Without further evidence, the alleged Iranian plot to assassinate Saudi Arabia's ambassador to the United States is rather hard to believe. See Glenn Greenwald's take, for example, to appreciate the need for skepticism about U.S. claims–and the eagerness of many elite pundits to take the government story more or less at face value.
Jim Lobe's piece on how Iran experts are reacting is worth reading too. Juan Cole's post has a provocative, almost unbelievable headline–"Is an Iranian Drug Cartel Behind the Assassination Plot Against the Saudi Ambassador?"–but then again, the Official Story is pretty out there, too.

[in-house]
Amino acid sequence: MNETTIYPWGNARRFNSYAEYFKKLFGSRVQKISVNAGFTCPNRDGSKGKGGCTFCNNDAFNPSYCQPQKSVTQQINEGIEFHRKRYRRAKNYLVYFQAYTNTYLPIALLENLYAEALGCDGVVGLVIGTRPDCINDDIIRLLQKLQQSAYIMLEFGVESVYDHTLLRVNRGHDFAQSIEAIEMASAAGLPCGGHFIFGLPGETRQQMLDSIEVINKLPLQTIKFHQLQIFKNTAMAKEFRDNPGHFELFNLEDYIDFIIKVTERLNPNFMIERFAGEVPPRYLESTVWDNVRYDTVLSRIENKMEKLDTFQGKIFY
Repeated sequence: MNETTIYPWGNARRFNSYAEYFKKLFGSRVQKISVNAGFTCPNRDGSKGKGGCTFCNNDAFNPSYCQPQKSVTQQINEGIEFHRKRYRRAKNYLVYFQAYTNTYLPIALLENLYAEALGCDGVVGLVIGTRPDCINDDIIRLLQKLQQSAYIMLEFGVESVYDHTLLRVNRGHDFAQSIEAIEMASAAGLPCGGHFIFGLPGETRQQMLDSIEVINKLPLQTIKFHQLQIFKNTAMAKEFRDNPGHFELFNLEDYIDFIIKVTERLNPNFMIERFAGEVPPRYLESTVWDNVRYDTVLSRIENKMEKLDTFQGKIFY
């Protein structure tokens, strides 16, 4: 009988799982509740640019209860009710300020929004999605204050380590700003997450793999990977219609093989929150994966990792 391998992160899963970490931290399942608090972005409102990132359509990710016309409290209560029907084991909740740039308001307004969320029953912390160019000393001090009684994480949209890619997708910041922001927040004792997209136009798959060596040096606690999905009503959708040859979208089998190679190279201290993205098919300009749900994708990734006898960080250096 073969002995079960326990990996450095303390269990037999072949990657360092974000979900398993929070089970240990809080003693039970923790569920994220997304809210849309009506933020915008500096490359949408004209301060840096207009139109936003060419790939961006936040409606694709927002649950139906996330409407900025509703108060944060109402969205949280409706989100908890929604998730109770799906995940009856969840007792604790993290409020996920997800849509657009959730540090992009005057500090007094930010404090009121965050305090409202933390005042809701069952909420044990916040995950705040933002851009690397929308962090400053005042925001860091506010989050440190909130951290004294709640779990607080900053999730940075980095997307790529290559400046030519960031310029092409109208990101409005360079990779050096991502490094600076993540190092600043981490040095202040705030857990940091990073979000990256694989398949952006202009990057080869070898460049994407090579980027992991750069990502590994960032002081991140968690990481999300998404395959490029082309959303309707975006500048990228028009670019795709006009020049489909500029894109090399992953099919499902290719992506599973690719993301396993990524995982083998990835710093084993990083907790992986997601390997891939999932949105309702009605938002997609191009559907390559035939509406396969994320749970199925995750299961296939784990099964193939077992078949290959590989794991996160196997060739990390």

One can never underestimate the ways elite media can be spun by official sources, as this anonymous quote in the Washington Post today (10/12/11) demonstrates:
"There's a question of how high up did it go," said an administration official who spoke on the condition of anonymity to discuss internal White House thinking. "The Iranian government has a responsibility to explain that."
Under normal circumstances, a government accusing another government of a criminal terrorism plot would have to demonstrate that it has the evidence–not the other way around. I guess I'd want to remain anonymous, too, if I was going to say something like that to a newspaper.